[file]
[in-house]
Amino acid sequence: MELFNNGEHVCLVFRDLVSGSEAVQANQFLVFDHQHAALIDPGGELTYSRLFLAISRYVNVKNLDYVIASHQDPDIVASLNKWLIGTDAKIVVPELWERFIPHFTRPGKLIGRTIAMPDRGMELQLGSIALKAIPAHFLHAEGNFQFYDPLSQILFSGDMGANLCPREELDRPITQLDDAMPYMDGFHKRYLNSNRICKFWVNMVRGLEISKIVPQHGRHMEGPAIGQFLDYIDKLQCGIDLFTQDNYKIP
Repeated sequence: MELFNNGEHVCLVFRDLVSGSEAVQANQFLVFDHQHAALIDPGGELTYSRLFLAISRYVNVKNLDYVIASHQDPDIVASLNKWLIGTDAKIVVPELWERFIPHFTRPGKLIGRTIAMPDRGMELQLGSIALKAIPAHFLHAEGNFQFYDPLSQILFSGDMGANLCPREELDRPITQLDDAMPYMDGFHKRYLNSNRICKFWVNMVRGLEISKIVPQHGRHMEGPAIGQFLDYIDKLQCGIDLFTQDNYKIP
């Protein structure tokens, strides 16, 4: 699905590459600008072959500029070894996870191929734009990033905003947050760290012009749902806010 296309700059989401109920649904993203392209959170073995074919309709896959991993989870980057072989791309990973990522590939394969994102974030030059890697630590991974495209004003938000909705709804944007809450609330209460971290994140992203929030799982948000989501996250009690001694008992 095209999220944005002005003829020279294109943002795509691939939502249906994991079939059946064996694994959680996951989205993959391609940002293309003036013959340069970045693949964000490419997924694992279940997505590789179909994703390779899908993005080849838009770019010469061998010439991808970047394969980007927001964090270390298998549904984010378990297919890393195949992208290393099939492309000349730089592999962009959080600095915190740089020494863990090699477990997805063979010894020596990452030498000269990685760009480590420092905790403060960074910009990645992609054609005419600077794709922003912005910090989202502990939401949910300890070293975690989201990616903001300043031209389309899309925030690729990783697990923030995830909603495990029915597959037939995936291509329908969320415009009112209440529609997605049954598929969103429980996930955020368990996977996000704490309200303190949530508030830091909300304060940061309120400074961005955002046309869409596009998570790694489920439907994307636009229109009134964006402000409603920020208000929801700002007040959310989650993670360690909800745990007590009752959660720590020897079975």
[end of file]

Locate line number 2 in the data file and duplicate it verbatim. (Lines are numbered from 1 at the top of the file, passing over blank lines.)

Amino acid sequence: MELFNNGEHVCLVFRDLVSGSEAVQANQFLVFDHQHAALIDPGGELTYSRLFLAISRYVNVKNLDYVIASHQDPDIVASLNKWLIGTDAKIVVPELWERFIPHFTRPGKLIGRTIAMPDRGMELQLGSIALKAIPAHFLHAEGNFQFYDPLSQILFSGDMGANLCPREELDRPITQLDDAMPYMDGFHKRYLNSNRICKFWVNMVRGLEISKIVPQHGRHMEGPAIGQFLDYIDKLQCGIDLFTQDNYKIP